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How a new shop will help get people back to work

PUBLISHED: 17:13 02 September 2019 | UPDATED: 17:13 02 September 2019

Kassie Prime is opening the new shop in Hethersett next month. Photo: Submitted

Kassie Prime is opening the new shop in Hethersett next month. Photo: Submitted

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A woman with more than a decade worth of experience helping people find jobs is preparing to open her first shop, which will give struggling young people valuable work experience.

Kassie Prime is opening the new shop in Hethersett next month. Photo: SubmittedKassie Prime is opening the new shop in Hethersett next month. Photo: Submitted

The shop on Queens Road, Hethersett, has been a curtain and blinds store for many years, but is due to be renovated and reopened in October selling clothes, books and games.

Kassie Prime, a 61-year-old grandmother from Hethersett, is behind the project.

She said her aim for the shop was to equip 16 to 24-year-olds with practical skills such as book keeping and profit management, but also emotional support to battle the demons holding them back from entering the world of work.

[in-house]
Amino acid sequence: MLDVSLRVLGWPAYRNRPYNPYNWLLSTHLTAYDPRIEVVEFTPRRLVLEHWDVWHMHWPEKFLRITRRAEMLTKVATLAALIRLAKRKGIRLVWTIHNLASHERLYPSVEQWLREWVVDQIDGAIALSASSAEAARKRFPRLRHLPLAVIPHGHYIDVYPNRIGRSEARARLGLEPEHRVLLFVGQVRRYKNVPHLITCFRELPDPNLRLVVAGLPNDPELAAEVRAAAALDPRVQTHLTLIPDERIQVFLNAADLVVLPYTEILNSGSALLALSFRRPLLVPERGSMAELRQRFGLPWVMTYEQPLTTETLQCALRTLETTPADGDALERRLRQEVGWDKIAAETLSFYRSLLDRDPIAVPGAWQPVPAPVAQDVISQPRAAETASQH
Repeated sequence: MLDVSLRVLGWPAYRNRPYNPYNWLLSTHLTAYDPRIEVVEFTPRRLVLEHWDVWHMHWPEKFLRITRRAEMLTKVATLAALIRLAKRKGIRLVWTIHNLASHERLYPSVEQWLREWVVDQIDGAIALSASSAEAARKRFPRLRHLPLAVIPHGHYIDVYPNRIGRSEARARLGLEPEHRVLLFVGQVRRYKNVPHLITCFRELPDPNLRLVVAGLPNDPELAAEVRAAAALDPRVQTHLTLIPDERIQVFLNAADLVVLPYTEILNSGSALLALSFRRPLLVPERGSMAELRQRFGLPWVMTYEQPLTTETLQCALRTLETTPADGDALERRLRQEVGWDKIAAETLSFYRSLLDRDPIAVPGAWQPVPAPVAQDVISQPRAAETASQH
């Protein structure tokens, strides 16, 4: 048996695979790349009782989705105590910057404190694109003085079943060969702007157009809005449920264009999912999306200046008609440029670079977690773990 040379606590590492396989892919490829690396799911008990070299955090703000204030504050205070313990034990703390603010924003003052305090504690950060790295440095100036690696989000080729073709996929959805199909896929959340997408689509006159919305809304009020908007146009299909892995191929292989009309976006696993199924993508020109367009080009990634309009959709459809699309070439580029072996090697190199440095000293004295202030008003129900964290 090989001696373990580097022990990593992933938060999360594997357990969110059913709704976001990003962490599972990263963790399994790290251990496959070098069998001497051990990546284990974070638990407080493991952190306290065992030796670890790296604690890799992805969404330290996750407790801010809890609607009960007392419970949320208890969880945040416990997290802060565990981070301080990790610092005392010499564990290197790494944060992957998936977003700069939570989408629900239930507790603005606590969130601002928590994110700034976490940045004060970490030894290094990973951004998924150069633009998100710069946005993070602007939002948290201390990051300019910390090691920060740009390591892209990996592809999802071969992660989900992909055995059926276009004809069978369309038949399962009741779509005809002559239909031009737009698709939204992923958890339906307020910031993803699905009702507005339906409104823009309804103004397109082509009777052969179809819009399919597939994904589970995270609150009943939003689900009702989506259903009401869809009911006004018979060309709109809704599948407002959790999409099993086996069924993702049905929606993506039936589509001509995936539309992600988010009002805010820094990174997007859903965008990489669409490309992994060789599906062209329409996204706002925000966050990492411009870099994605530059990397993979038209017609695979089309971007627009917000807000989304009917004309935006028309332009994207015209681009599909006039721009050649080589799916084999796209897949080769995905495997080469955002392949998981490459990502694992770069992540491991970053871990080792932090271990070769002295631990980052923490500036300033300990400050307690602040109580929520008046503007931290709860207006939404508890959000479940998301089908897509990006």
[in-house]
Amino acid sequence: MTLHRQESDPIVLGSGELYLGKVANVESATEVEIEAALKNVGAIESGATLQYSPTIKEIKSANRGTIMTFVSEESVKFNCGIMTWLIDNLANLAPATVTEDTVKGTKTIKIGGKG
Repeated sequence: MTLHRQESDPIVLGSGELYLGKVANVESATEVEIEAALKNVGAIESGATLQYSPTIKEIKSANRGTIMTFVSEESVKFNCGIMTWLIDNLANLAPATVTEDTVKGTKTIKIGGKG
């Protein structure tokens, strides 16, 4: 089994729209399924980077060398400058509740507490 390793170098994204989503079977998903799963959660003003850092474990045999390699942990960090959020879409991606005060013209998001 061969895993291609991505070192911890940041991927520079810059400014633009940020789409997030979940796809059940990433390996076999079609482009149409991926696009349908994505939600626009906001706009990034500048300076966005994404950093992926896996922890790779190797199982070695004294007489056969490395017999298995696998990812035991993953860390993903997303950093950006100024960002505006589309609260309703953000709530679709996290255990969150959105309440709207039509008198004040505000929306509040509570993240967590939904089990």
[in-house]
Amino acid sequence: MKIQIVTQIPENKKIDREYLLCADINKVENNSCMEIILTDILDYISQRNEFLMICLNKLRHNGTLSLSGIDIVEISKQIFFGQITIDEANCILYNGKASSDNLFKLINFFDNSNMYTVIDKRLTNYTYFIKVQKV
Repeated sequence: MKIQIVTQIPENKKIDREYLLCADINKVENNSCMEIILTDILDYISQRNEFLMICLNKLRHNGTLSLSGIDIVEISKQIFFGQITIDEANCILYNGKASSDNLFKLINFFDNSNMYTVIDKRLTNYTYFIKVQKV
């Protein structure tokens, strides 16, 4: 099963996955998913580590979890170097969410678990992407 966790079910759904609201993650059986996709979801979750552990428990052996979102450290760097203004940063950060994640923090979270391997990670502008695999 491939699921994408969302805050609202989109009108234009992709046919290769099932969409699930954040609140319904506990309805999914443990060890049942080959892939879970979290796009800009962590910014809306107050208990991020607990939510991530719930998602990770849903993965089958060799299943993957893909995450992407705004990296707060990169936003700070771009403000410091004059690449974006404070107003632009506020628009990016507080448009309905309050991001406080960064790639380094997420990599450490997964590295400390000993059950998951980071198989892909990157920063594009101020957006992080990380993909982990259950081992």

She said: "It can be quite the transition from school to finding a job and a lot of youngsters with anxiety and depression struggle even more. If you can get in there as soon as possible and talk to them about how they're feeling it can make a real difference."

Kassie Prime is opening the new shop in Hethersett next month. Photo: SubmittedKassie Prime is opening the new shop in Hethersett next month. Photo: Submitted

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Ms Prime formerly worked for the department of works and pensions, guiding people with emotional and learning difficulties into employment, but said that increasingly tight time restrictions made it difficult to make an impact.

Frustrated, she began assembling a team of seven volunteers, all with experience of personal mental illness or with family members who have struggled.

Ms Prime said this experience was vital for the role, as she wanted to create a "judgement-free zone" for the people working at the shop.

She added: "A lot of what we do will be breaking down stigma. Talking about mental illness has got easier but for youngsters it's still very difficult."

The revamped shop is due to open in October, and will feature a training room for lessons about ordering stock, profit margins and creative presentation.

Ms Prime hopes to recruit students from local schools, and will be in contact with social services and the Matthew Project to find people that could benefit from the scheme.

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